Managing Black Swan Events?
A Black Swan event refers to a highly improbable occurrence with three characteristics: It is impossible to predict, it carries a massive impact and its shock value is stunning because people could never conceive of such an event occurring. Why does it matter? It can kill your organization if it isn’t managed well.
Some people equate the term “Black Swan” with “crisis” and believe that crisis management plans, effective public relations strategy, business continuity planning and supply chain risk management will enable their organization to successfully address any eventuality. While that may be true, not all Black Swans are crises (for example, winning the lottery is a positive Black Swan). Perhaps more importantly, not all crises are Black Swans, as is shown by the difference between a typical hurricane and a hurricane like Katrina. Typical hurricanes occur relatively frequently, so organizations generally know what to expect and have disaster plans to guide response, and operations can usually be restored to normal after a period of reconstruction. However, Hurricane Katrina was more than a crisis – it was a Black Swan because no one could have envisioned the size and scope of it, organizations were shocked by the overwhelming impact of it, and for many, the post-Katrina ‘new normal’ bore little resemblance to the past. A Black Swan event (or situation, if it’s a culmination of circumstances that have evolved over time) is a game-changer for those going through it or impacted by it.
So why are Black Swans such a hot topic in businesses and board rooms right now? The name puts a face on the type of event that companies and their boards fear most – the ‘Unknown Unknown’ that, despite all of the preparations that might have been made, still takes the organization by surprise and shakes it to its core.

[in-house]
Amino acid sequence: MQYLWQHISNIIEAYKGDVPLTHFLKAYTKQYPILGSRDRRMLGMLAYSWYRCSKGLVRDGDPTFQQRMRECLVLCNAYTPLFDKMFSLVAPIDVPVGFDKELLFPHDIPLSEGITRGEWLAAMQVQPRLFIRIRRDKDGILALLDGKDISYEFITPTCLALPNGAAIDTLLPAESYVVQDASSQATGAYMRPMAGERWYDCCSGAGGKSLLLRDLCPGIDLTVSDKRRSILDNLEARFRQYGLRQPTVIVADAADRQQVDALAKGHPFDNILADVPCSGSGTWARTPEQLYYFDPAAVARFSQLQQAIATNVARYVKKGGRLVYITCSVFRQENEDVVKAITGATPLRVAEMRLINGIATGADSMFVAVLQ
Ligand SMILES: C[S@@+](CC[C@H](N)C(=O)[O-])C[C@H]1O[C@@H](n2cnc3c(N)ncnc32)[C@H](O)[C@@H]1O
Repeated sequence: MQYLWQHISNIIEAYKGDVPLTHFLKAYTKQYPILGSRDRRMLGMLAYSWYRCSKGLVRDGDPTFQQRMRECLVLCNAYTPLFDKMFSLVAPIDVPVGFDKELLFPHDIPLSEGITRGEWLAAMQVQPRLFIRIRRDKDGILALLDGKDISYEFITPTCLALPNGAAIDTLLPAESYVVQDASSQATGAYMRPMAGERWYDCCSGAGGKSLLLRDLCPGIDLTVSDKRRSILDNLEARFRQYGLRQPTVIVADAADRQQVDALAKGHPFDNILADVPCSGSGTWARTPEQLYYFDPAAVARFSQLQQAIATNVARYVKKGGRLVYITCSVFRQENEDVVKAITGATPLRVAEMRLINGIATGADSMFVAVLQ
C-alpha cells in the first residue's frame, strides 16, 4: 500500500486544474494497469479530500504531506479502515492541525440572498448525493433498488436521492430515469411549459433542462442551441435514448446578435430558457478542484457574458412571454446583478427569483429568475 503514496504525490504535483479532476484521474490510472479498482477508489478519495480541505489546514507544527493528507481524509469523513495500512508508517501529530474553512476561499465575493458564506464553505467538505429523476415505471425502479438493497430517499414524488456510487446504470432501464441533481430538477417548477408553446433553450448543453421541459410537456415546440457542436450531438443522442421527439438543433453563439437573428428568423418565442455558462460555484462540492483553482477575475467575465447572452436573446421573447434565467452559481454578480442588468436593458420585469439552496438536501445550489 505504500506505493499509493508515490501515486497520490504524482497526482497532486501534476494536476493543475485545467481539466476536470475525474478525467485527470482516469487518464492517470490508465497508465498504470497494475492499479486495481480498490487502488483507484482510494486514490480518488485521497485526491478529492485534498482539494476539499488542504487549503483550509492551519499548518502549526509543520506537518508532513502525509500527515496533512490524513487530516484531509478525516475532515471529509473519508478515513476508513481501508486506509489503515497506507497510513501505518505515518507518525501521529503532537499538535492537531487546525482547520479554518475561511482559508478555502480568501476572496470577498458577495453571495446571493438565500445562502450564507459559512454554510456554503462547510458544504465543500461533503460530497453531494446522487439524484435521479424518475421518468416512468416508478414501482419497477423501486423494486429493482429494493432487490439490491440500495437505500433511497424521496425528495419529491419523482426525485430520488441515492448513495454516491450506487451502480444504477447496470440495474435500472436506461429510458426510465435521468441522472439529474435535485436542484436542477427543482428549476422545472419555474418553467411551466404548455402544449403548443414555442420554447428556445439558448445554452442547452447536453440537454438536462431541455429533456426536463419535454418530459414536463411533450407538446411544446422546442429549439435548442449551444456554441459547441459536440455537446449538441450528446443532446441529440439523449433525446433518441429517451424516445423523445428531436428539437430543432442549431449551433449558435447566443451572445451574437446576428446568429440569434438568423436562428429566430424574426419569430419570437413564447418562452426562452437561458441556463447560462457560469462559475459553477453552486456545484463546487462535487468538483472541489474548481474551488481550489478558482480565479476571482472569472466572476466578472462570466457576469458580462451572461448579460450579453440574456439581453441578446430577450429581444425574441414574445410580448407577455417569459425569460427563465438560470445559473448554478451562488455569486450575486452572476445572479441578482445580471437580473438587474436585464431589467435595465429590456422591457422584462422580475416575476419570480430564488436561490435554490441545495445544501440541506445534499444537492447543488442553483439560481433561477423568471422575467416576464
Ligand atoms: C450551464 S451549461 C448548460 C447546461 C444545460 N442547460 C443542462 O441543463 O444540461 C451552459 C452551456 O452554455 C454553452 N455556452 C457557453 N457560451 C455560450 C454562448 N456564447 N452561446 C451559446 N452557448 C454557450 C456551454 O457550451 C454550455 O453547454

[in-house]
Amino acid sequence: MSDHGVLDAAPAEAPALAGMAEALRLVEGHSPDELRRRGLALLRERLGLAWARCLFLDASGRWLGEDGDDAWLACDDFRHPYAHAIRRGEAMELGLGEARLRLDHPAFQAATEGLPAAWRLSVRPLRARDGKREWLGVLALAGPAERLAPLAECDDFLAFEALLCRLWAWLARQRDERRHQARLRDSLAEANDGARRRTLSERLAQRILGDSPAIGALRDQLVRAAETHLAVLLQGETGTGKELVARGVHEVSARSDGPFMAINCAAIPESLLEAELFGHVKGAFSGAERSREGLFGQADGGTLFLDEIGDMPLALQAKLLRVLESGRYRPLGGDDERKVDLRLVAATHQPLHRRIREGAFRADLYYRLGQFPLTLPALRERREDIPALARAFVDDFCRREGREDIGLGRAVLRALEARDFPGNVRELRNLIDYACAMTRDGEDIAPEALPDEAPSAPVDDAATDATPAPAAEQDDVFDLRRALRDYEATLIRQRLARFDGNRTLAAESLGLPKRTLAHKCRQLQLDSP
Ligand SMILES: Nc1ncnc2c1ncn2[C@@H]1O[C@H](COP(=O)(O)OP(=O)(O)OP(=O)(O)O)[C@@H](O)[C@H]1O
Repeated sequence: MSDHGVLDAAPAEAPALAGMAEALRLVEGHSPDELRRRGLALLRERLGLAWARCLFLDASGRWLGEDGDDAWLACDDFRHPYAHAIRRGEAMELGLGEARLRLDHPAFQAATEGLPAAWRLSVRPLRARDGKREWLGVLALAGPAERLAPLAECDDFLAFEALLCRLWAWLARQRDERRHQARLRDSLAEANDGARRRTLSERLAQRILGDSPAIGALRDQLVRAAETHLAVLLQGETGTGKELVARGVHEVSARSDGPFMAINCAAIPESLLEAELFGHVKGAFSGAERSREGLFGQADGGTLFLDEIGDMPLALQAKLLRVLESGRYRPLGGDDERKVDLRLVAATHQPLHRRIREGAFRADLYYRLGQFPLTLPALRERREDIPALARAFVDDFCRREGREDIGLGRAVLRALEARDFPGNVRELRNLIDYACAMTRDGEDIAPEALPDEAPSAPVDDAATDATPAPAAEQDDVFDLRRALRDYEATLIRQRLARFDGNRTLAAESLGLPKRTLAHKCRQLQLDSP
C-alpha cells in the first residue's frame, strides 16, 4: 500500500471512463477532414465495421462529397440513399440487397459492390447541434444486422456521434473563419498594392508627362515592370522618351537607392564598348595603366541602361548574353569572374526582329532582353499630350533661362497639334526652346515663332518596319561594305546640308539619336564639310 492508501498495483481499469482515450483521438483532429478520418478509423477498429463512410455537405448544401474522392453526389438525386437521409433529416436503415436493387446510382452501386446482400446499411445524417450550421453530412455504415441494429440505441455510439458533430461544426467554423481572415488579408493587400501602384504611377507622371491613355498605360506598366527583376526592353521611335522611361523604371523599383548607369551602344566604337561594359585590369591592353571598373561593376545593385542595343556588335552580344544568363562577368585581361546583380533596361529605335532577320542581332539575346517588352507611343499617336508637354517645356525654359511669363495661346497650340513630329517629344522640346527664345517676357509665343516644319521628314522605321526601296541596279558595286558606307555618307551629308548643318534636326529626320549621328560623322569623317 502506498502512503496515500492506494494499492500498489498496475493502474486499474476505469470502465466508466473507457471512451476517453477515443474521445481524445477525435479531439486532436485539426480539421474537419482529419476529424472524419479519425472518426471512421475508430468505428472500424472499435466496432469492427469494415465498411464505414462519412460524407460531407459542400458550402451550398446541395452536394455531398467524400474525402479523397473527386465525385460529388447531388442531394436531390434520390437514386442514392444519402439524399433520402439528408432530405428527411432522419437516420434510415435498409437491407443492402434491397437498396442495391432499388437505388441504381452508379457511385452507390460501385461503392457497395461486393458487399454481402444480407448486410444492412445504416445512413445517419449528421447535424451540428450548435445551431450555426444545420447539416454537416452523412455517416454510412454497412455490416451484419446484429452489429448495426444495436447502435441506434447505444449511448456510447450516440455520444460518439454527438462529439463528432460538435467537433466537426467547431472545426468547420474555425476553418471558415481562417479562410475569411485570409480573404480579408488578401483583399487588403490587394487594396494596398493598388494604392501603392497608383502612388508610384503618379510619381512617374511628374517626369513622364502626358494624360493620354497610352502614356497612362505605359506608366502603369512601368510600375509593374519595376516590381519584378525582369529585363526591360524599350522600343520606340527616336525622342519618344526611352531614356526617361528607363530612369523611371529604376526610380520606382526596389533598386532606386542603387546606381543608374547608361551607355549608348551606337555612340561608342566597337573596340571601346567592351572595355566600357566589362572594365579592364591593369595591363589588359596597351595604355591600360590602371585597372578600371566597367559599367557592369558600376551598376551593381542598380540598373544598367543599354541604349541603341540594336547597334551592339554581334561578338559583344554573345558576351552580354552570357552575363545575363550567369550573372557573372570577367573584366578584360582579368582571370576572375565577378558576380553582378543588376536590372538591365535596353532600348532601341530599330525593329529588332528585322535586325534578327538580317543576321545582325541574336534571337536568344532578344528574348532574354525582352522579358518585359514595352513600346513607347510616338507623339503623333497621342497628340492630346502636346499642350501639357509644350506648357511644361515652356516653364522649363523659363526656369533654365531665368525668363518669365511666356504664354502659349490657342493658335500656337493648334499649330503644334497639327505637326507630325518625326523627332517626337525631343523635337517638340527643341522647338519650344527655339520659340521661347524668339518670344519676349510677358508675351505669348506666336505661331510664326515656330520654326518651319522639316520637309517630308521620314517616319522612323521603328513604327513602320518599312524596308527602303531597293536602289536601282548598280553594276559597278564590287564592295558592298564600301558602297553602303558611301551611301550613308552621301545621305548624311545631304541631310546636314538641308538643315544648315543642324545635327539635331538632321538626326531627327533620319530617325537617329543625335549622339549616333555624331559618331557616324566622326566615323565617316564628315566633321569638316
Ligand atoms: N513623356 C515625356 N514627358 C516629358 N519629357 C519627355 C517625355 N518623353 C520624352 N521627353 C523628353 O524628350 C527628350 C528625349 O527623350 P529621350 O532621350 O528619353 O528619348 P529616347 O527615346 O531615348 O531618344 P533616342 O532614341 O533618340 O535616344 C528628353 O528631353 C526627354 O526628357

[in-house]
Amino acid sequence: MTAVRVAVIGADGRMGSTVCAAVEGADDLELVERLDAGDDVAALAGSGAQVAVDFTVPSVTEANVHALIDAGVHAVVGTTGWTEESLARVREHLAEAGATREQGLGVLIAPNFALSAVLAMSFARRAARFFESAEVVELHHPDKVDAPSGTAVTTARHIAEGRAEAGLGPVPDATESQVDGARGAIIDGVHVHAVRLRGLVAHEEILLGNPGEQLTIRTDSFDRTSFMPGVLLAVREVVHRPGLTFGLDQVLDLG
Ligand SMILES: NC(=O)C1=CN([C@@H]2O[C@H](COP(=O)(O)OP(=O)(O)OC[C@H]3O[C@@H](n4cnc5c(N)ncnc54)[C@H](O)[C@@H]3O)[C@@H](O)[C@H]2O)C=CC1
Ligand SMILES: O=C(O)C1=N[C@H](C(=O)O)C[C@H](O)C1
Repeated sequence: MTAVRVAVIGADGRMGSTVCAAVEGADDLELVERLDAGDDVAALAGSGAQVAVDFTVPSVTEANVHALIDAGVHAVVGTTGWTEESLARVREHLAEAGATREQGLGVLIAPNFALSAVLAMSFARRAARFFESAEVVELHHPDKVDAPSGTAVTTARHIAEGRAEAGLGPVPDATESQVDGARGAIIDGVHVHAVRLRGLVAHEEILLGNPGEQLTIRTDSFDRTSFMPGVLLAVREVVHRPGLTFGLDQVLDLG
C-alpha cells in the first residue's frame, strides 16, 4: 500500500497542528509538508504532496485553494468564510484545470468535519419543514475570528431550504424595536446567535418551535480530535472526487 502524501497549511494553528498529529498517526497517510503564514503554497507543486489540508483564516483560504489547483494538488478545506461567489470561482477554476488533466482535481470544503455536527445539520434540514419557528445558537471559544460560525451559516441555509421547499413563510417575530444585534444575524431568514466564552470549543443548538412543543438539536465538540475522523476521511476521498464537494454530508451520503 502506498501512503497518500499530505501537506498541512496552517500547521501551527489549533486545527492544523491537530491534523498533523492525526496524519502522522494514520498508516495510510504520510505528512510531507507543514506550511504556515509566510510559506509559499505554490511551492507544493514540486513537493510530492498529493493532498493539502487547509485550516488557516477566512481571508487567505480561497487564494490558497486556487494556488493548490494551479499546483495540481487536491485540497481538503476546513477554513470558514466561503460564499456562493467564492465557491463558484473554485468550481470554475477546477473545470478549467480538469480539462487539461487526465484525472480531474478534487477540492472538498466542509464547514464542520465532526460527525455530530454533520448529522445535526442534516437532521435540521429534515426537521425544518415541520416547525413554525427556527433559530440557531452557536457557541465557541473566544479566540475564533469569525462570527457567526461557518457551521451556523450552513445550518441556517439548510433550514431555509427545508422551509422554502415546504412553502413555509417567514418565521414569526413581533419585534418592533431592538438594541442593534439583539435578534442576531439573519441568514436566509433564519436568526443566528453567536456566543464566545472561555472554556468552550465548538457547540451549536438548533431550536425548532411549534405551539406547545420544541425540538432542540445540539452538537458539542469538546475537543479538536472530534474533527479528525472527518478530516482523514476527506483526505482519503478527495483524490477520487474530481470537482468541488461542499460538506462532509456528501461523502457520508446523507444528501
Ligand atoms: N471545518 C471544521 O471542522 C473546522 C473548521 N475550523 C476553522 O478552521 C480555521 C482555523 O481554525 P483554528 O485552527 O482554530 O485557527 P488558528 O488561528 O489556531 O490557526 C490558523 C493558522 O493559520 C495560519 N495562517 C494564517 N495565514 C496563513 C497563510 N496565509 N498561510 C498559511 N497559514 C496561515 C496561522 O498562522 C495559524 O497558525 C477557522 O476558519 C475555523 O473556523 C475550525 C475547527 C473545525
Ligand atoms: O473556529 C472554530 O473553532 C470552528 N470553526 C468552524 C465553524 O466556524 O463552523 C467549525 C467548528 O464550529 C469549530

The frequency of Black Swans may be statistically insignificant, but these events do occur, and often carry catastrophic consequences. There are many companies that either have struggled in Black Swan events or haven’t survived at all (Arthur Andersen and Lehman Brothers would be examples of the latter). If it is impossible to predict a Black Swan, how does an organization prepare for one? More importantly, is it just luck or fate that determines which organizations survive and which fail, or is there a key to doing well in a Black Swan event?
The key to addressing a Black Swan is not just mounting an effective response; it is mounting that response while simultaneously dealing with the psychological impact of being shocked by an inconceivable event of staggering proportions. Understanding the influence of survivor psychology provides great insight into why some organizations fail and others survive, or perhaps even thrive, in a Black Swan event. Understanding the nuances of Black Swan events, knowing how to counteract the shock factor and translating those insights into actionable intelligence is the focus of this paper.
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